“Shafiq knows politics; he has an awareness of how the system works,” says Abdel Raheem, waving away the dozens of flies buzzing around a worn butcher block. He says he expects prices would drop under a Shafiq presidency, and security would improve. “He knows where all the thieves are located, and he could round them up in one hour.”
Shafiq has promised to restore security within hours of taking office, and that is an appealing promise to many Egyptians. Under Mubarak, police stood on nearly every corner, police stations were feared places of abuse, and crime was low. After the revolt, police withdrew, and crime flourished in their absence. Even now, with most of the police force back on duty, lawlessness is higher than it was in the days of Mubarak.
In Zagazig, the drab provincial capital, Um Ahmed (which translates to "mother of Ahmed," as she asked to be called) sits on a fruit crate on the side of the road next to stacks of peaches, apricots, and melons. Amid the dust and car exhaust, Um Ahmed uses an old rag to swat flies off the fruit she sells to passersby. Her round face is framed by a headscarf, the edges of which hang down to her fingertips. “Life is garbage, and Mubarak’s days were better,” she says.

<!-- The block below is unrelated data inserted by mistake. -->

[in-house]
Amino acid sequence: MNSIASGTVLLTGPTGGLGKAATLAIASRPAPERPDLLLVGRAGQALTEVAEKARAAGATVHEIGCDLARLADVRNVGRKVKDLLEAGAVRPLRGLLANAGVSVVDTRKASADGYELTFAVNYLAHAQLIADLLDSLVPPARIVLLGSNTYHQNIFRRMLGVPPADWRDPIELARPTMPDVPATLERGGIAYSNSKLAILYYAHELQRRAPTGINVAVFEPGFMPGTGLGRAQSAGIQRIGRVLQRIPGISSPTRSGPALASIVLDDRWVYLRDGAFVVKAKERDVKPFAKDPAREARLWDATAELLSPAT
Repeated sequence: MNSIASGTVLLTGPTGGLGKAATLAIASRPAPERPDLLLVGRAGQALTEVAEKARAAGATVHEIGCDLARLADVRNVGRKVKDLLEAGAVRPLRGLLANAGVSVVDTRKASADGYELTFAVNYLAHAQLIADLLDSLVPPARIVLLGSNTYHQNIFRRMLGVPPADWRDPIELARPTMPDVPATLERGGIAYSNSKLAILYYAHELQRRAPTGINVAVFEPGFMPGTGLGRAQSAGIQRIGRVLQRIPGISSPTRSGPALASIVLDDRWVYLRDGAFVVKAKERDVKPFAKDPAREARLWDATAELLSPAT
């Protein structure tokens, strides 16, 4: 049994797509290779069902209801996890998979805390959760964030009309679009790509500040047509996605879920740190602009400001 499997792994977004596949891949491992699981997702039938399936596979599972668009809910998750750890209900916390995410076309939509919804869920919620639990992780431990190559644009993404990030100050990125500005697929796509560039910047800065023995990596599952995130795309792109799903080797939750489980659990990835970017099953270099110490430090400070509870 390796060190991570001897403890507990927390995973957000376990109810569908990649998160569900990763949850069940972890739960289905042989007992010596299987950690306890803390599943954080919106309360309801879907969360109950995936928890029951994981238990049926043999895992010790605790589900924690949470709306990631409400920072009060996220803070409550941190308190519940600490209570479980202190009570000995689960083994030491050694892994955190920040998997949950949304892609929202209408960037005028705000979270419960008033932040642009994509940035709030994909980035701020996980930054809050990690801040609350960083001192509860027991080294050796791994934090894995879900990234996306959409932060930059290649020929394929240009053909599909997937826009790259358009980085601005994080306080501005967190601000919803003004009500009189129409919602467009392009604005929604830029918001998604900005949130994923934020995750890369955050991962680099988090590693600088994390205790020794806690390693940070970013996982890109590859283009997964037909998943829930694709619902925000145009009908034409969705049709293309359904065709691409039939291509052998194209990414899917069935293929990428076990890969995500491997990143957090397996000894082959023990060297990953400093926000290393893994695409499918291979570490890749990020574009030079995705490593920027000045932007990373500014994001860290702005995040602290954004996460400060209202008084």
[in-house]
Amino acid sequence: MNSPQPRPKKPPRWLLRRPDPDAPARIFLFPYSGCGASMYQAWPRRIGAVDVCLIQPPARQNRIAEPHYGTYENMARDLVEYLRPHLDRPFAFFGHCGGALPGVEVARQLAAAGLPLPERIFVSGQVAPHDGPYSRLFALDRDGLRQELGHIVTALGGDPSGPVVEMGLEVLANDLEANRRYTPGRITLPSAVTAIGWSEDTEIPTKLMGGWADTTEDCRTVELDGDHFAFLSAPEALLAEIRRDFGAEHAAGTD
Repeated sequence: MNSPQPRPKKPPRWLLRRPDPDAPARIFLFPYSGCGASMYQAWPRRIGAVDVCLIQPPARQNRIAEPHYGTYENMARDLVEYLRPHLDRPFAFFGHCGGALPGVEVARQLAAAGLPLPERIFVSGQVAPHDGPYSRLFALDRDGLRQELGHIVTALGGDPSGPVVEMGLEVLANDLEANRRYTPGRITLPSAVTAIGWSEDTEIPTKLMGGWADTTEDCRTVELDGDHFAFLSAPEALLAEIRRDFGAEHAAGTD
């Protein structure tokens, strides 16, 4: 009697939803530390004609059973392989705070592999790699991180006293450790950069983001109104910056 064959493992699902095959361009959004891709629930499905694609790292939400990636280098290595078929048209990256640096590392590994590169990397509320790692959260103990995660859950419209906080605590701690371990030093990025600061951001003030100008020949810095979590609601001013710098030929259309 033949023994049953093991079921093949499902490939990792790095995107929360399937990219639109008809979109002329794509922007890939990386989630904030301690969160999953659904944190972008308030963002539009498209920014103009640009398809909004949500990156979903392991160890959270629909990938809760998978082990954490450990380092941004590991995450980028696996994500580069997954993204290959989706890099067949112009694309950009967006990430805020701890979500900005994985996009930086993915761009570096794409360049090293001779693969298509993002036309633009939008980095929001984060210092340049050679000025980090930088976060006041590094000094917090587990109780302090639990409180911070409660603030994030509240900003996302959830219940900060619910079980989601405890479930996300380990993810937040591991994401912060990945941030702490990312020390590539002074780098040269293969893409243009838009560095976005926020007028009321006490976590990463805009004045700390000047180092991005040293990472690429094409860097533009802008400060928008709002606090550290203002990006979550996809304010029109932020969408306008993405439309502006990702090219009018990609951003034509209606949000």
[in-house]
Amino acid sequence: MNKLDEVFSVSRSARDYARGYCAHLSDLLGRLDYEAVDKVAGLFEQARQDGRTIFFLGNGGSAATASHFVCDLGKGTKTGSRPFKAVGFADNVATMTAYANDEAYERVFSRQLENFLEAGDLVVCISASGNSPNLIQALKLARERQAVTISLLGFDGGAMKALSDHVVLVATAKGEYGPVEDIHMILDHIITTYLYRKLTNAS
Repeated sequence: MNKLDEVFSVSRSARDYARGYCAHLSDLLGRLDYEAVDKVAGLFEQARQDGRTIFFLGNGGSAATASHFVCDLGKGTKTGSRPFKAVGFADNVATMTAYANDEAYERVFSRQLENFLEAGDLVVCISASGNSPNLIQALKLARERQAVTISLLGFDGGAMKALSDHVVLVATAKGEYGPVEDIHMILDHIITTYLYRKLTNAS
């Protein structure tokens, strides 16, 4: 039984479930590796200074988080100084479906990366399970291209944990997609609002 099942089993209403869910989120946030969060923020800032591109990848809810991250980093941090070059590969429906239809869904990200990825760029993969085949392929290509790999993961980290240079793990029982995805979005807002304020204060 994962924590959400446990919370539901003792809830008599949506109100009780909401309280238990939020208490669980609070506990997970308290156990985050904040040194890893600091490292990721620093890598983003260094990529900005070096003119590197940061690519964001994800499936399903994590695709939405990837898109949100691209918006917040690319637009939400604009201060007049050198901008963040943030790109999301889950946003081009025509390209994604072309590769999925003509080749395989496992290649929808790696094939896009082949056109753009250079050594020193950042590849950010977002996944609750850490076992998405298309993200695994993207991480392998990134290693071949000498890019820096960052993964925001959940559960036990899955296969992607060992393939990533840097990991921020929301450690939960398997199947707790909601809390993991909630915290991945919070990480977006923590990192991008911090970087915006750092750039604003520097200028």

Before the revolution, she was a housewife. But last year, her daughter’s husband was falsely accused of drug possession after he talked back to a police officer, she says. He was sentenced to three years in jail, and she now has to work to help support her family.
She hasn’t seen a single good thing come from the revolution, she says, laughing bitterly at the idea. “We didn’t see anything except for price hikes and this bad life that we lead,” she says, adding that traffic and security have also worsened. She will vote for Shafiq. “He’s a respectable man, and we feel he might do something for us.”